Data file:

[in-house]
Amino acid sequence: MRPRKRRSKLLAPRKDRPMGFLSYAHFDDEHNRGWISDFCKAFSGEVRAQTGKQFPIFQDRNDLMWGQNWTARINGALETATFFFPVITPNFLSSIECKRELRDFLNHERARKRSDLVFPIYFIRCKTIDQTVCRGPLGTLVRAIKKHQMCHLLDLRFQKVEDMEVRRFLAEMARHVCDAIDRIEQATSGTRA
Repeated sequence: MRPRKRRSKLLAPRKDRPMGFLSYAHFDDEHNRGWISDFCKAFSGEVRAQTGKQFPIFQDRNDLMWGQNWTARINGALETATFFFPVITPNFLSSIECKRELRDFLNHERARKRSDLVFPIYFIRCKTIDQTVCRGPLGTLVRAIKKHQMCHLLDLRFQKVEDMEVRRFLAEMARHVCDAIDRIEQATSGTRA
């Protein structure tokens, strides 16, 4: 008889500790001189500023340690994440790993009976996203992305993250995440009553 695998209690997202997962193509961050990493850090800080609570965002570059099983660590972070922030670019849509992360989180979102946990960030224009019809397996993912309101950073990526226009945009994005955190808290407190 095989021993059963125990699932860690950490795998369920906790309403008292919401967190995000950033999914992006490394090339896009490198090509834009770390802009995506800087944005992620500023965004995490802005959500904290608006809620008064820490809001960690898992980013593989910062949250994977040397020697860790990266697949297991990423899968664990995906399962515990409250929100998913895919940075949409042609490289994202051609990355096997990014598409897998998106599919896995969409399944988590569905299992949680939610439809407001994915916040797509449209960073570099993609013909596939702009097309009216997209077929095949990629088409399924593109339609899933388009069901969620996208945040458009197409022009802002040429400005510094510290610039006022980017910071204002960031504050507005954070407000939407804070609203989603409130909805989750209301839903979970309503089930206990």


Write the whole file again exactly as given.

[in-house]
Amino acid sequence: MRPRKRRSKLLAPRKDRPMGFLSYAHFDDEHNRGWISDFCKAFSGEVRAQTGKQFPIFQDRNDLMWGQNWTARINGALETATFFFPVITPNFLSSIECKRELRDFLNHERARKRSDLVFPIYFIRCKTIDQTVCRGPLGTLVRAIKKHQMCHLLDLRFQKVEDMEVRRFLAEMARHVCDAIDRIEQATSGTRA
Repeated sequence: MRPRKRRSKLLAPRKDRPMGFLSYAHFDDEHNRGWISDFCKAFSGEVRAQTGKQFPIFQDRNDLMWGQNWTARINGALETATFFFPVITPNFLSSIECKRELRDFLNHERARKRSDLVFPIYFIRCKTIDQTVCRGPLGTLVRAIKKHQMCHLLDLRFQKVEDMEVRRFLAEMARHVCDAIDRIEQATSGTRA
């Protein structure tokens, strides 16, 4: 008889500790001189500023340690994440790993009976996203992305993250995440009553 695998209690997202997962193509961050990493850090800080609570965002570059099983660590972070922030670019849509992360989180979102946990960030224009019809397996993912309101950073990526226009945009994005955190808290407190 095989021993059963125990699932860690950490795998369920906790309403008292919401967190995000950033999914992006490394090339896009490198090509834009770390802009995506800087944005992620500023965004995490802005959500904290608006809620008064820490809001960690898992980013593989910062949250994977040397020697860790990266697949297991990423899968664990995906399962515990409250929100998913895919940075949409042609490289994202051609990355096997990014598409897998998106599919896995969409399944988590569905299992949680939610439809407001994915916040797509449209960073570099993609013909596939702009097309009216997209077929095949990629088409399924593109339609899933388009069901969620996208945040458009197409022009802002040429400005510094510290610039006022980017910071204002960031504050507005954070407000939407804070609203989603409130909805989750209301839903979970309503089930206990």